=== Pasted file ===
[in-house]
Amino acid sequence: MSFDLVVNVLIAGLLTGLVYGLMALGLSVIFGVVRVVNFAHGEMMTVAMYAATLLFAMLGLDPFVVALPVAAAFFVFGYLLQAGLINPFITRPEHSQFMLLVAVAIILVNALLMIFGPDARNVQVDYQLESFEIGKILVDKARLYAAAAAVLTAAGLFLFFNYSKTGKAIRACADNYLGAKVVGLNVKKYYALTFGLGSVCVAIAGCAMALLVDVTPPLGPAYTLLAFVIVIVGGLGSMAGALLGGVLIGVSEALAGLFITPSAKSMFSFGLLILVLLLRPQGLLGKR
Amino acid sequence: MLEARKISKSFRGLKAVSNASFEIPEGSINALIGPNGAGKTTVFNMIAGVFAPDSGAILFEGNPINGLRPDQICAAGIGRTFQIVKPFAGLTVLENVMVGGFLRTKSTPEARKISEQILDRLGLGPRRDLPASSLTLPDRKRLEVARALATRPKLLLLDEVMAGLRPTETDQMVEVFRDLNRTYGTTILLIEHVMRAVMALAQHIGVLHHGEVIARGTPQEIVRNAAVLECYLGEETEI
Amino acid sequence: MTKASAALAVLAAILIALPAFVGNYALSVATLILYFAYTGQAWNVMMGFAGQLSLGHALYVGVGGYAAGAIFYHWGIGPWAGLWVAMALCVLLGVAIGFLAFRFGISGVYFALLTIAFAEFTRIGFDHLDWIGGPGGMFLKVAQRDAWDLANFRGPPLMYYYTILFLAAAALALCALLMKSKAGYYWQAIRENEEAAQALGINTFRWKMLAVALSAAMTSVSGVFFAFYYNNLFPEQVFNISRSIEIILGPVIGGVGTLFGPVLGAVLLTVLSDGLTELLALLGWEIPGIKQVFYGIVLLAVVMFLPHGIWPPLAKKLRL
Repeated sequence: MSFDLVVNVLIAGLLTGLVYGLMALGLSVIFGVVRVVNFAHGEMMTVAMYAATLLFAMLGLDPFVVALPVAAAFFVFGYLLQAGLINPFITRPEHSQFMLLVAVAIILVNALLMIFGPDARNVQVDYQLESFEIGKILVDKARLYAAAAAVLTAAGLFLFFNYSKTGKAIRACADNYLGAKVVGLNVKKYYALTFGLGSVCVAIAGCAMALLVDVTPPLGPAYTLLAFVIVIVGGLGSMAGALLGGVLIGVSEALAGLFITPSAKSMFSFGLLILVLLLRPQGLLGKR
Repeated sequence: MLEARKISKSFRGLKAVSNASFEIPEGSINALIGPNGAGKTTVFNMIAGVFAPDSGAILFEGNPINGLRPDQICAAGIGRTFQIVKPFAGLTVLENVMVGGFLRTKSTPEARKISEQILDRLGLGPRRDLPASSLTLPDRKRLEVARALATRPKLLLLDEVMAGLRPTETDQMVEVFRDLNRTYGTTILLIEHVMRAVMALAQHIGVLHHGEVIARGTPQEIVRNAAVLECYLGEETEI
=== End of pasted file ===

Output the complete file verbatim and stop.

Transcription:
[in-house]
Amino acid sequence: MSFDLVVNVLIAGLLTGLVYGLMALGLSVIFGVVRVVNFAHGEMMTVAMYAATLLFAMLGLDPFVVALPVAAAFFVFGYLLQAGLINPFITRPEHSQFMLLVAVAIILVNALLMIFGPDARNVQVDYQLESFEIGKILVDKARLYAAAAAVLTAAGLFLFFNYSKTGKAIRACADNYLGAKVVGLNVKKYYALTFGLGSVCVAIAGCAMALLVDVTPPLGPAYTLLAFVIVIVGGLGSMAGALLGGVLIGVSEALAGLFITPSAKSMFSFGLLILVLLLRPQGLLGKR
Amino acid sequence: MLEARKISKSFRGLKAVSNASFEIPEGSINALIGPNGAGKTTVFNMIAGVFAPDSGAILFEGNPINGLRPDQICAAGIGRTFQIVKPFAGLTVLENVMVGGFLRTKSTPEARKISEQILDRLGLGPRRDLPASSLTLPDRKRLEVARALATRPKLLLLDEVMAGLRPTETDQMVEVFRDLNRTYGTTILLIEHVMRAVMALAQHIGVLHHGEVIARGTPQEIVRNAAVLECYLGEETEI
Amino acid sequence: MTKASAALAVLAAILIALPAFVGNYALSVATLILYFAYTGQAWNVMMGFAGQLSLGHALYVGVGGYAAGAIFYHWGIGPWAGLWVAMALCVLLGVAIGFLAFRFGISGVYFALLTIAFAEFTRIGFDHLDWIGGPGGMFLKVAQRDAWDLANFRGPPLMYYYTILFLAAAALALCALLMKSKAGYYWQAIRENEEAAQALGINTFRWKMLAVALSAAMTSVSGVFFAFYYNNLFPEQVFNISRSIEIILGPVIGGVGTLFGPVLGAVLLTVLSDGLTELLALLGWEIPGIKQVFYGIVLLAVVMFLPHGIWPPLAKKLRL
Repeated sequence: MSFDLVVNVLIAGLLTGLVYGLMALGLSVIFGVVRVVNFAHGEMMTVAMYAATLLFAMLGLDPFVVALPVAAAFFVFGYLLQAGLINPFITRPEHSQFMLLVAVAIILVNALLMIFGPDARNVQVDYQLESFEIGKILVDKARLYAAAAAVLTAAGLFLFFNYSKTGKAIRACADNYLGAKVVGLNVKKYYALTFGLGSVCVAIAGCAMALLVDVTPPLGPAYTLLAFVIVIVGGLGSMAGALLGGVLIGVSEALAGLFITPSAKSMFSFGLLILVLLLRPQGLLGKR
Repeated sequence: MLEARKISKSFRGLKAVSNASFEIPEGSINALIGPNGAGKTTVFNMIAGVFAPDSGAILFEGNPINGLRPDQICAAGIGRTFQIVKPFAGLTVLENVMVGGFLRTKSTPEARKISEQILDRLGLGPRRDLPASSLTLPDRKRLEVARALATRPKLLLLDEVMAGLRPTETDQMVEVFRDLNRTYGTTILLIEHVMRAVMALAQHIGVLHHGEVIARGTPQEIVRNAAVLECYLGEETEI